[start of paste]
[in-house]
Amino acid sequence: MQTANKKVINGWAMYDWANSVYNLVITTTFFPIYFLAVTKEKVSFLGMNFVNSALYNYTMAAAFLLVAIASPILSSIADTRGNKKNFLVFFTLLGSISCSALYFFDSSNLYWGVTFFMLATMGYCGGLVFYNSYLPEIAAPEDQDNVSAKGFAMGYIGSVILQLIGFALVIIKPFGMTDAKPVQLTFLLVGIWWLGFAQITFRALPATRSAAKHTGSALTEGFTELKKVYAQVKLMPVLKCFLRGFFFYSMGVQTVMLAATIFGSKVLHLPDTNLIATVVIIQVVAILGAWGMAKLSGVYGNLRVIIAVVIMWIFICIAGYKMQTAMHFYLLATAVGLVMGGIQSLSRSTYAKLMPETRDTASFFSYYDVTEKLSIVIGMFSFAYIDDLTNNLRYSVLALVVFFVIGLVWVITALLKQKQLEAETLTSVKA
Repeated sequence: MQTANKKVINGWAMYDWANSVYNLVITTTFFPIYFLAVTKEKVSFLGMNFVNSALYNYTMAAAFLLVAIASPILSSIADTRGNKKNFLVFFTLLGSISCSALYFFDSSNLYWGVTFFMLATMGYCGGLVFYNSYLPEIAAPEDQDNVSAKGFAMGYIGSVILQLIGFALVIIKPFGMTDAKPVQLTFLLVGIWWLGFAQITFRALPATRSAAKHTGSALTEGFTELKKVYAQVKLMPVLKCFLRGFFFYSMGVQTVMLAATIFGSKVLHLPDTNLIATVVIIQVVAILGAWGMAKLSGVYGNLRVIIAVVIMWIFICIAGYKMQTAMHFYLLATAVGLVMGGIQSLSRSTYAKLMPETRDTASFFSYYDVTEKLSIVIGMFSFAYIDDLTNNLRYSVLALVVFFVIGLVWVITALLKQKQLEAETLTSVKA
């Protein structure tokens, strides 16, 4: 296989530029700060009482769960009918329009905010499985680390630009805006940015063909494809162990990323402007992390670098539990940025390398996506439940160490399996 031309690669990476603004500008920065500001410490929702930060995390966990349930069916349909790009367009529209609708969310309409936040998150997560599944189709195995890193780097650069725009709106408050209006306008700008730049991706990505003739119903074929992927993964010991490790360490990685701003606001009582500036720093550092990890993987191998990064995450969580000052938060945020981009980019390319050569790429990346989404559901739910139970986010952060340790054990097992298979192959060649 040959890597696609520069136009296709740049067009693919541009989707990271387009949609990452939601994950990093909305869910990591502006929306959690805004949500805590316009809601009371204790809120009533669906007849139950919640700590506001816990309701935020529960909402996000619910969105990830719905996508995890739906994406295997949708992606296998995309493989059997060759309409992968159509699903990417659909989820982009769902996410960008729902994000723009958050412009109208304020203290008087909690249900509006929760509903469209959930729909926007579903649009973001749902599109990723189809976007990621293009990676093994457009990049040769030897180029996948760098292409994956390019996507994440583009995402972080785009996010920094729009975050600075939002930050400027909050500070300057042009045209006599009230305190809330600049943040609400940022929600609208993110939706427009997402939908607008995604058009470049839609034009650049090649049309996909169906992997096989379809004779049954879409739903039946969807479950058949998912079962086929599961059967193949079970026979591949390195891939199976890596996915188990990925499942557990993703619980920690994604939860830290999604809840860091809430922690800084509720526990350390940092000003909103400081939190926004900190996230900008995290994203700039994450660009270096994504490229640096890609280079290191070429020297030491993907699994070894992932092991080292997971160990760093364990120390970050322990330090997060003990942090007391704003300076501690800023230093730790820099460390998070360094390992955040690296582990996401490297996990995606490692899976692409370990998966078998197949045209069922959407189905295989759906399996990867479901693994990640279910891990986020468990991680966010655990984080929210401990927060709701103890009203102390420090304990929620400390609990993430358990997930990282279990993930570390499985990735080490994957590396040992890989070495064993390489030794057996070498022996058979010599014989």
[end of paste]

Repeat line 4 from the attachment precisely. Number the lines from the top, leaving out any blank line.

């Protein structure tokens, strides 16, 4: 296989530029700060009482769960009918329009905010499985680390630009805006940015063909494809162990990323402007992390670098539990940025390398996506439940160490399996 031309690669990476603004500008920065500001410490929702930060995390966990349930069916349909790009367009529209609708969310309409936040998150997560599944189709195995890193780097650069725009709106408050209006306008700008730049991706990505003739119903074929992927993964010991490790360490990685701003606001009582500036720093550092990890993987191998990064995450969580000052938060945020981009980019390319050569790429990346989404559901739910139970986010952060340790054990097992298979192959060649 040959890597696609520069136009296709740049067009693919541009989707990271387009949609990452939601994950990093909305869910990591502006929306959690805004949500805590316009809601009371204790809120009533669906007849139950919640700590506001816990309701935020529960909402996000619910969105990830719905996508995890739906994406295997949708992606296998995309493989059997060759309409992968159509699903990417659909989820982009769902996410960008729902994000723009958050412009109208304020203290008087909690249900509006929760509903469209959930729909926007579903649009973001749902599109990723189809976007990621293009990676093994457009990049040769030897180029996948760098292409994956390019996507994440583009995402972080785009996010920094729009975050600075939002930050400027909050500070300057042009045209006599009230305190809330600049943040609400940022929600609208993110939706427009997402939908607008995604058009470049839609034009650049090649049309996909169906992997096989379809004779049954879409739903039946969807479950058949998912079962086929599961059967193949079970026979591949390195891939199976890596996915188990990925499942557990993703619980920690994604939860830290999604809840860091809430922690800084509720526990350390940092000003909103400081939190926004900190996230900008995290994203700039994450660009270096994504490229640096890609280079290191070429020297030491993907699994070894992932092991080292997971160990760093364990120390970050322990330090997060003990942090007391704003300076501690800023230093730790820099460390998070360094390992955040690296582990996401490297996990995606490692899976692409370990998966078998197949045209069922959407189905295989759906399996990867479901693994990640279910891990986020468990991680966010655990984080929210401990927060709701103890009203102390420090304990929620400390609990993430358990997930990282279990993930570390499985990735080490994957590396040992890989070495064993390489030794057996070498022996058979010599014989």